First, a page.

Now Paula’s life can be seen as a whole, its sweetness concentrated. She had recently retired from her work as a lobbyist for the Sierra Club. Deeply Catholic, she worshipped at a monastery with a small group of Benedictine monks. She was a genius of small talk, a quick thinker with a clear, precise voice: probably she was a good lobbyist.
If she had ever been in love or had a lover, none of us knew.I can’t believe this is all I know to tell. Because she did so much of the talking, I’m surprised now she told me so little.
If someone doesn’t have kids, what happens to the ancestors? Anna asks me over a bedtime snack of buttered toast.
Occasionally, I turn to the Indo-Europeans for advice, as if there’s truth to be found in language itself. Their language is the language of my deep ancestors, of so many of our common ancestors; it’s the most widely spoken language family in the world. Linguists believe the language first developed in the area of present-day Ukraine. No written record of the early language exists.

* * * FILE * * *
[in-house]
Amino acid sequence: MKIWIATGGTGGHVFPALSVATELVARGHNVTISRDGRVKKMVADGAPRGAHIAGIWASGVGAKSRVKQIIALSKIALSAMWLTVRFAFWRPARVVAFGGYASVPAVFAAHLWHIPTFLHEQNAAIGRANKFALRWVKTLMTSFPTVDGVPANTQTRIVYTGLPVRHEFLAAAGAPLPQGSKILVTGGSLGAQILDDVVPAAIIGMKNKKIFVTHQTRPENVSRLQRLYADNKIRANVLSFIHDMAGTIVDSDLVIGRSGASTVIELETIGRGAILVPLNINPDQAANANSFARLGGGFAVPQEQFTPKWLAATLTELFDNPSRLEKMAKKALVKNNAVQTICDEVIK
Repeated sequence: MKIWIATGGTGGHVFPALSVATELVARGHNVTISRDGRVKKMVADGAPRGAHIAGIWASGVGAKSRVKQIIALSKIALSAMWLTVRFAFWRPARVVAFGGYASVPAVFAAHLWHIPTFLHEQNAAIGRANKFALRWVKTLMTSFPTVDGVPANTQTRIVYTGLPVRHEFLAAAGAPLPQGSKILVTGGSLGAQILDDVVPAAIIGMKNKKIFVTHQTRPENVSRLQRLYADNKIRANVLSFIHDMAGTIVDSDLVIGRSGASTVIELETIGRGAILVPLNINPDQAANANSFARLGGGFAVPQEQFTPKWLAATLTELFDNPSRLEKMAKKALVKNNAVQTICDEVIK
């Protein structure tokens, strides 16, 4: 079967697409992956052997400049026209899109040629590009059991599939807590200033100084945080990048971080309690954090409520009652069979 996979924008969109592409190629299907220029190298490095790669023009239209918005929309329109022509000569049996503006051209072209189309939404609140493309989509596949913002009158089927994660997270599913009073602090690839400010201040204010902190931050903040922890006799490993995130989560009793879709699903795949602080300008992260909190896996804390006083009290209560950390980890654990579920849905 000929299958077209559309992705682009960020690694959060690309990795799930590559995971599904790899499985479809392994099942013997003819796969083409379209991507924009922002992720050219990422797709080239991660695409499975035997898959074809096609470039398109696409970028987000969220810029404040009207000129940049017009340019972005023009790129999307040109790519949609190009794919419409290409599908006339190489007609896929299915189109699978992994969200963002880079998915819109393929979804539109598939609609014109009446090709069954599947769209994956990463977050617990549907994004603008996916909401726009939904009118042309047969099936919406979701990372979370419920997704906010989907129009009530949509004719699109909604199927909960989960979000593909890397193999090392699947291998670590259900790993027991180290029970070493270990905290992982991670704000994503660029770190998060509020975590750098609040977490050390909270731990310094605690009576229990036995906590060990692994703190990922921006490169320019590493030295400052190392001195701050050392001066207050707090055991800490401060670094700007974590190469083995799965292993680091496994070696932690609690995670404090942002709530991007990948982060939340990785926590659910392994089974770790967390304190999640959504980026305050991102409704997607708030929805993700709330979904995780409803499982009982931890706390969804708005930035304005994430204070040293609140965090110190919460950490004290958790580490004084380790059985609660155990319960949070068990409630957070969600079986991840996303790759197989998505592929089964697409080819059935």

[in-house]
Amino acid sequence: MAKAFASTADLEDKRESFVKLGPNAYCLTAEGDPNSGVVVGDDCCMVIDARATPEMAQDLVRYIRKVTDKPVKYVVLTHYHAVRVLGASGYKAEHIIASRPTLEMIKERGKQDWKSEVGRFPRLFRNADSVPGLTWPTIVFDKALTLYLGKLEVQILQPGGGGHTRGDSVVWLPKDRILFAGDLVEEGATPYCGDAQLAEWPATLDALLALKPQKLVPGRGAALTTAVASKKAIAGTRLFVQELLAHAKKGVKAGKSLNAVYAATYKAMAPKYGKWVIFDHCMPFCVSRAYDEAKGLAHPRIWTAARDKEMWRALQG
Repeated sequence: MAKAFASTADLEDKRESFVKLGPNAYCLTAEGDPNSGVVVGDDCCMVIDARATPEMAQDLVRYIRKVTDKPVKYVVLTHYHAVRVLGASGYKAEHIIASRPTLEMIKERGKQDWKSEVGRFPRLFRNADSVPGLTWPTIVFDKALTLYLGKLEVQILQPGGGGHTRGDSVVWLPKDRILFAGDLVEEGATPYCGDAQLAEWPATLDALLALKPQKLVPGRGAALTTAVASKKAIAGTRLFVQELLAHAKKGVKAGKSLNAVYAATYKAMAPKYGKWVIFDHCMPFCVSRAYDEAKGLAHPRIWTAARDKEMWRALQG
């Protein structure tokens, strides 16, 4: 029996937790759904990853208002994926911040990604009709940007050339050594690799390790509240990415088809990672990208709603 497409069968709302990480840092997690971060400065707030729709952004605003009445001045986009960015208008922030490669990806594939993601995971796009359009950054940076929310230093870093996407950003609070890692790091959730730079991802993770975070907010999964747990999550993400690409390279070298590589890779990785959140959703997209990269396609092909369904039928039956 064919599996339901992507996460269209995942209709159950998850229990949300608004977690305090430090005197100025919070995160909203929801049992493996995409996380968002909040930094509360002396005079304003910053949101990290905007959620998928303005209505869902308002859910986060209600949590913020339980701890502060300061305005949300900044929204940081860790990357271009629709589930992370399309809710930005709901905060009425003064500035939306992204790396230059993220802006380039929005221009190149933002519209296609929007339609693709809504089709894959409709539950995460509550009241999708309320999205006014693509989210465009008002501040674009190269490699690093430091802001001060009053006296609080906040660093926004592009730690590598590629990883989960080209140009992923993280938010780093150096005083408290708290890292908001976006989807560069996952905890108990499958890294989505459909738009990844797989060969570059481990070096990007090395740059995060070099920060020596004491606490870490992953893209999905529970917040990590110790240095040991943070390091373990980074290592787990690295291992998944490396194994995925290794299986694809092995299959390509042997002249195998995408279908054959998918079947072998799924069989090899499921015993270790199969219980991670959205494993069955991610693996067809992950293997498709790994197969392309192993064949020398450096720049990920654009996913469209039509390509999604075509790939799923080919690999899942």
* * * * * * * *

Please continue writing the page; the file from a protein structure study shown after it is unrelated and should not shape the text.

Imagine what their language sounded like, tasted like. Imagine what the ancestors said:
Go back to where so many languages begin. Go back to the steppes, the prairie north of the sea. Be one of the first people to domesticate a horse. Be a herder of cows, sheep, pigs; and a farmer, a semi-nomad in search of grasslands where your cattle can feed. Drive carts with wheels; ride horses along the river’s bank.
We have a god who lives in the sky. We have snow in which we track bears, wolves, and mice. A dog trails at our heels. We have hard bright winter stars, clustered like berries. The way we say heart is also the way we say love, leave, and I believe. We seek; occasionally, we find.